“Maybe this case will teach the community not to turn a blind eye to abused children,” said defence lawyer, Amanda Hopkins, at the trial of John Caudle. When John was just 14-years-old, he shot and killed his mother, Joanna Galla Rinebarger, and his stepfather, Tracy Rinebarger. What would drive a teenager to kill those who should be closest to him? Abuse. John had suffered years of abuse and neglect. One day, he snapped.
It was the 26th of October, 2009, when John and Joanna got into an altercation at their home just outside Monte Vista, Colorado. The altercation was specifically because John forgot to bring his mother a soda when she asked. John rushed to get the soda and when placed in front of Joanne, she refused to drink it. As Joanne stood and yelled in John’s face, he knew then and there what he needed to do to finally end the years of torment.
“I got angry at her. All the negative feelings that I had repressed my whole life came out. I went to my room and got one of the guns. I came out and started shooting at her,” he said.1 John shot Joanne six times before going back to his bedroom and reloading. He shot her once again after she managed to crawl into another room.
After Joanne was dead, John noticed Tracy’s truck pull up in the driveway. Fearing the trouble he would be in, he hid in the laundry room. Tracy entered the house and saw the lifeless body of his wife. As he rushed over to her side, John emerged from the laundry room and shot him twice in the head before stuffing earplugs up his nose when he showed signs he was still breathing.2
The following morning, John drove Tracy’s pickup truck to school and acted as though nothing had happened. His grandfather later found the bodies and called police. John was apprehended after driving erratically through Fairplay. Following his arrest, the years of neglect and abuse he had suffered quickly surfaced. “I didn’t want to hurt anymore,” said John to a police officer.3John, who still sucked his thumb, was often withheld food from his mother while his stepfather often taunted him by calling him a “faggot.”
In fact, when he was apprehended he weighed a mere 97 pounds. He told police that his mother frequently called him a “stupid idiot” and a “jackass.”
An avid reader, books were a way for John to escape his reality. However, his books were always confiscated as a punishment. Joanne’s own parents corroborated these claims, adding that she “isolated him from other children,” and would continually berate and mock him.4
John was charged as an adult and entered a plea bargain to one count of murder and one count of manslaughter. While awaiting his sentencing, he was sent to an adult jail where he told a fellow inmate that his mother often beat him with a cord and wire and burned him with cigarettes.
During the sentencing hearing, a number of witnesses were provided to give portraits of the family.
One witness was Cecile Dinsmore, a woman who knew Joanne through a mentoring program. Dinsmore said that Joanne – who have birth to John while just a teenager – never loved her son and controlled him like she was a Nazi prison guard. “She neglected to love him,” she told the court. “Even animals seem to be more caring than she was…” She also recalled how Joanne had denied John medicine during an illness when he was 4-years-old which caused him to lose control over his bowels.5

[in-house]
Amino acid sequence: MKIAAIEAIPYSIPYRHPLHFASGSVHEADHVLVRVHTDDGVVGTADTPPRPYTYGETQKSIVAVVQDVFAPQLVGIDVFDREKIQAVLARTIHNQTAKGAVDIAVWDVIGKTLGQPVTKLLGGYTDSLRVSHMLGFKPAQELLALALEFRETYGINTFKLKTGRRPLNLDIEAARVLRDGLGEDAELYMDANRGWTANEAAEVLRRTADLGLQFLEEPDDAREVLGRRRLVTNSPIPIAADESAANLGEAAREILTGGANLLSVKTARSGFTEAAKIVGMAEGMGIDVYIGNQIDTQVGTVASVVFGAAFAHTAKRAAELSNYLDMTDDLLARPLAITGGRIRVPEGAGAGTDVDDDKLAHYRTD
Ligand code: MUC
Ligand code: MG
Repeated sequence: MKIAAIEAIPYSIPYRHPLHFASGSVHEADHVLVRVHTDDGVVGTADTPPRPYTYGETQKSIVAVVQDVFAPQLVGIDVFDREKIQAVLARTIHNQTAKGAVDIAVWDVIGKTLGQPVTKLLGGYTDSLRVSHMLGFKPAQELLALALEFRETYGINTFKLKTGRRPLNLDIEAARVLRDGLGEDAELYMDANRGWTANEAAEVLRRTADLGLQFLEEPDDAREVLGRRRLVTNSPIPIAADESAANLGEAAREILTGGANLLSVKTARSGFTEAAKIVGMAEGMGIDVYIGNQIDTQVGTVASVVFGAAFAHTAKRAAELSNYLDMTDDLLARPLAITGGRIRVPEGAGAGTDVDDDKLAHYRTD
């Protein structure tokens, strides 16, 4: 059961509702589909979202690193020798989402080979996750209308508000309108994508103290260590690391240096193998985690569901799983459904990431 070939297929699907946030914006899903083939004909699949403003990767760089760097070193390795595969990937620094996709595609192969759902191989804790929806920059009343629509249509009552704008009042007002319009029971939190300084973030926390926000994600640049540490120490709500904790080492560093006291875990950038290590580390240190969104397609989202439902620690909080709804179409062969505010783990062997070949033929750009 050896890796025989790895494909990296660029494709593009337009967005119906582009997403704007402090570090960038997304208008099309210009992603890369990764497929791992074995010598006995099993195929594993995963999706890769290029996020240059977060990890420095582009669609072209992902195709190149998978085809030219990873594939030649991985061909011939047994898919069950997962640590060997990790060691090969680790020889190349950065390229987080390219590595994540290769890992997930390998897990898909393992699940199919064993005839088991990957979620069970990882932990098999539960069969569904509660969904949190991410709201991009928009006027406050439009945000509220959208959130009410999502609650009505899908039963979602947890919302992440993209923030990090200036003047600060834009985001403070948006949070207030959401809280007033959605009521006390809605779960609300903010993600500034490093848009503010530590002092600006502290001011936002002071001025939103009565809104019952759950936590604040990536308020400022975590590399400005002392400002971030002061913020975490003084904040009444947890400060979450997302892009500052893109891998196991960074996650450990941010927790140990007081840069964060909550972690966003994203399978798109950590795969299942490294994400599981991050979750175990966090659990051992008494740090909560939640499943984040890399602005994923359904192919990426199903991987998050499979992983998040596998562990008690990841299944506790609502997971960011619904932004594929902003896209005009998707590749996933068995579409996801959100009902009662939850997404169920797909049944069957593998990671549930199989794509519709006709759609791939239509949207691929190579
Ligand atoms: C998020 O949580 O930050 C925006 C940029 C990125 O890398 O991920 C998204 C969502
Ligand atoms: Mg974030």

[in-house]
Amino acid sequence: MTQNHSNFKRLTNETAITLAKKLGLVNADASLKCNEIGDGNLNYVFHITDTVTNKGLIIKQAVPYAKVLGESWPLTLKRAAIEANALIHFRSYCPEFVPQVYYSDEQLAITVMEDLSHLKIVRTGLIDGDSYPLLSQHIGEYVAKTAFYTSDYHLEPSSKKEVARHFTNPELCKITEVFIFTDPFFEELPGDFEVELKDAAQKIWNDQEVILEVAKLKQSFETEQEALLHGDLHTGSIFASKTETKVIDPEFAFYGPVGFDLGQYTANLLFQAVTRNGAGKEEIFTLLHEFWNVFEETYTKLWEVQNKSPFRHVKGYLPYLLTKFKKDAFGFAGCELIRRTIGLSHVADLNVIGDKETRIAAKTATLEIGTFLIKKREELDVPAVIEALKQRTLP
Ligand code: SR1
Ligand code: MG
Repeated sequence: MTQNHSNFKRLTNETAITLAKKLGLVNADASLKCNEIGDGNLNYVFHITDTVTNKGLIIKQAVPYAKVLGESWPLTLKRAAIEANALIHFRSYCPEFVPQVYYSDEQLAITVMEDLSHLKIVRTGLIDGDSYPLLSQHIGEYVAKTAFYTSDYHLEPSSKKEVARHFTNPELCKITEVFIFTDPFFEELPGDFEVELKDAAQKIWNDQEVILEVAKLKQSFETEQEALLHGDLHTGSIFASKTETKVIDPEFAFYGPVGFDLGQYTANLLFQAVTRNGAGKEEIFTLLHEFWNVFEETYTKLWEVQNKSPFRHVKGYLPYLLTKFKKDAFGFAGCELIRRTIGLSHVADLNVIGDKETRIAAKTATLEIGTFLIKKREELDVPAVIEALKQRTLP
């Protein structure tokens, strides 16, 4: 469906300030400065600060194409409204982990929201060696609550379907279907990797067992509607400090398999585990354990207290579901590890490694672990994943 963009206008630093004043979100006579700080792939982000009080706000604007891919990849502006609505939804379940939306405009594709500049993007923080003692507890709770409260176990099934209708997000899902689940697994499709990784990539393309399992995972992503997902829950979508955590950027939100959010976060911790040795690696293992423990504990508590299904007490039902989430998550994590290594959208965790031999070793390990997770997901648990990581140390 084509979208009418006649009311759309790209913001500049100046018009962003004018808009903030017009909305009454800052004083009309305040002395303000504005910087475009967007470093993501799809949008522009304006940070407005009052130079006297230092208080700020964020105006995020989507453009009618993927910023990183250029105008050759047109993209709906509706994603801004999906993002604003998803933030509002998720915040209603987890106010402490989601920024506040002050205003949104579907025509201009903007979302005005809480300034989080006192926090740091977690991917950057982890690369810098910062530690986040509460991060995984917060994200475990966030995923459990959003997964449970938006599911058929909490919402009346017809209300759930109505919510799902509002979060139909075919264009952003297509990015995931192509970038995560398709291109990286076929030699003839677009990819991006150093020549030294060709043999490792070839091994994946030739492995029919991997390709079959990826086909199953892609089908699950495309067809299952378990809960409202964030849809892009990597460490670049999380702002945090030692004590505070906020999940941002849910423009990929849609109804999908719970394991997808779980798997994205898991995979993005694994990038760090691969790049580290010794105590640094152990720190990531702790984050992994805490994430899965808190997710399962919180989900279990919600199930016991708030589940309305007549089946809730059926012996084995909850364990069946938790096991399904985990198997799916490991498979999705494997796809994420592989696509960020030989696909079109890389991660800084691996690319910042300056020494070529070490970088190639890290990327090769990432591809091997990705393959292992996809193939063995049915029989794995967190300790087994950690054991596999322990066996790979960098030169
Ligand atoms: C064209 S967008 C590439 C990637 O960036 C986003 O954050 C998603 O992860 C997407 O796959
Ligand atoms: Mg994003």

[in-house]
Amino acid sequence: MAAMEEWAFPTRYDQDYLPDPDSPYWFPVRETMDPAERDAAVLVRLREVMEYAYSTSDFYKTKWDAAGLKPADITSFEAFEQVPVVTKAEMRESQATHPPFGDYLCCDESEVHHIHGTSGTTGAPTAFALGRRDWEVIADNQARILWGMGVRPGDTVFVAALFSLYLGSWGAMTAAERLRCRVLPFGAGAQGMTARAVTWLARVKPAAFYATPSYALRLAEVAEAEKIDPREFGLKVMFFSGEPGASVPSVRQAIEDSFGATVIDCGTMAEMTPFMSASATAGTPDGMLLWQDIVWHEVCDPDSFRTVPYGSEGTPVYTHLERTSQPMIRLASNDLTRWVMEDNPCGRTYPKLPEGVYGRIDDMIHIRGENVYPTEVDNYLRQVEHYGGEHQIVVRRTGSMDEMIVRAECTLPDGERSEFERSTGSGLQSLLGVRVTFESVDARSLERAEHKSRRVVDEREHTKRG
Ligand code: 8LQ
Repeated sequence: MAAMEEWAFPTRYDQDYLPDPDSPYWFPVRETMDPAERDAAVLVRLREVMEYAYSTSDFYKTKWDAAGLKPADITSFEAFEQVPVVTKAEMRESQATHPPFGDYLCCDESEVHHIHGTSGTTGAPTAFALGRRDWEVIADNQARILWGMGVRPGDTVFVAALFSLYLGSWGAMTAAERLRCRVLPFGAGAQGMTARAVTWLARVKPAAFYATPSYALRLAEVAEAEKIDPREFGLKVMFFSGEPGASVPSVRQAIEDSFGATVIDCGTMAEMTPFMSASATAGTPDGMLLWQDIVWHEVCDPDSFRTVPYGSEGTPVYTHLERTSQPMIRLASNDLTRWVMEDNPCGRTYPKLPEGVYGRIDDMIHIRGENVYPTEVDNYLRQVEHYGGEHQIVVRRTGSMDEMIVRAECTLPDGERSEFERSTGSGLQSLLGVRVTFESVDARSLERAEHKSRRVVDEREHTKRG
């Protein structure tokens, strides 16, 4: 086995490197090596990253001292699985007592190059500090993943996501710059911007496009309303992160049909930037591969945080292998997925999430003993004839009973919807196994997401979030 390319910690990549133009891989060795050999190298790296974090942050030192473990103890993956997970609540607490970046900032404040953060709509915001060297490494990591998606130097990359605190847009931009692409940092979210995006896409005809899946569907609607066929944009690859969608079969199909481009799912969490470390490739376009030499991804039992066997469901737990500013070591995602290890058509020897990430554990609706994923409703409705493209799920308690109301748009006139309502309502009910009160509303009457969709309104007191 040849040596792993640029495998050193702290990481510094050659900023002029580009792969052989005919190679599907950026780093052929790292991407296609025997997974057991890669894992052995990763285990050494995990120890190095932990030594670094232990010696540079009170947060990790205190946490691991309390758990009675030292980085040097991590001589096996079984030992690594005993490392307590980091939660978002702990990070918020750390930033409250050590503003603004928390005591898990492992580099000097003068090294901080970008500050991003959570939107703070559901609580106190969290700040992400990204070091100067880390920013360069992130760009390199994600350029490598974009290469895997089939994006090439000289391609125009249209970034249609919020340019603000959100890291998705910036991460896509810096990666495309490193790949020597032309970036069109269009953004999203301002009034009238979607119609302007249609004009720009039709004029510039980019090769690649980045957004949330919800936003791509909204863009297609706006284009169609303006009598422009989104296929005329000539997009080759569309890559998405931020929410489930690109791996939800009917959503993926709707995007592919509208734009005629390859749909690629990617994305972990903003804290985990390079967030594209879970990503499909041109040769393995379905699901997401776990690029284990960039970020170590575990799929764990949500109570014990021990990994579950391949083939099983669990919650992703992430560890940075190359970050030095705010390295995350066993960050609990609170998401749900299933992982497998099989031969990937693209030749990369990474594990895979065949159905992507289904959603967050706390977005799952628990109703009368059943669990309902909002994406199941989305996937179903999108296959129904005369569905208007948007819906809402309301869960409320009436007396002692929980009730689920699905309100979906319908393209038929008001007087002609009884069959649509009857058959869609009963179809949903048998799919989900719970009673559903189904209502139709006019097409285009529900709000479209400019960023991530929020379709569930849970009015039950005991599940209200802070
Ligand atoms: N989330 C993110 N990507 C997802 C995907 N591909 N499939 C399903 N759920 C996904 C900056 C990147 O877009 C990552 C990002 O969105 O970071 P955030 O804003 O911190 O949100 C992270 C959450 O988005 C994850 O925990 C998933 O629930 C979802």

The defence also provided documents for Joanne’s listing on the Arkansas Child Maltreatment Registry. However, an investigation couldn’t uncover what offence she had committed to land on her that list.
Also to take the stand was Brent Pederson, Joanne’s ex-boyfriend. Pederson recalled that he often saw Joanne lock her son in a closet, deny him food, hit him and scream at him. He recollected how John was often forced to walk in circles in the yard carrying rocks for up to ten hours. According to Pederson, Joanne abused alcohol, marijuana and methamphetamine while pregnant. “My feeling is that he was abused,” said Pederson.6
The prosecution produced a number of witnesses to rebuttal claims that Tracy was abusive. According to Sherry Whitaker, Tracy was a kind man who stepped in to help with her family when her husband was sick. “Tracy would give you the shirt off his back,” she said. Another two people who knew the family said they had never seen any signs that John was being abused and that Tracy would’ve reported abuse if he knew about it.
John was sentenced to 16 to 22 years in the Colorado Department of Corrections. In closing remarks, the judge said that the punishment handed down was appropriate as John deserved the same fate as other offenders who committed similar crimes. According to the judge, the sentence would also be a deterrent to other crime. John fell through the cracks of the child welfare system and was thrown into the general population of adult prison.
In his first and only public statement during his sentencing phase, he said: “At the time, I felt I had nowhere else to turn. I know what I did was wrong, and I am truly sorry.”
- The Denver Post, 25 March, 2011 – “Plea in Parents’ Deaths”
- The Pueblo Chieftain, 26 February, 2010 – “Teen Recounts Abuse Before Killing Parents”
- The Daily Reporter-Herald, 26 February, 2010 – “Boy Says He Tired of Being Verbally Abused”
- Denver Post, 25 February, 2010 – “John Caudle: Calculating Murderer or Battered Kid?
- The Pueblo Chieftain, 8 June, 2011 – “Monte Teen who Killed Parents gets 22 Years”
- The Pueblo Chieftain, 7 June, 2011 – “Stark Contrasts Painted of Slain Parents”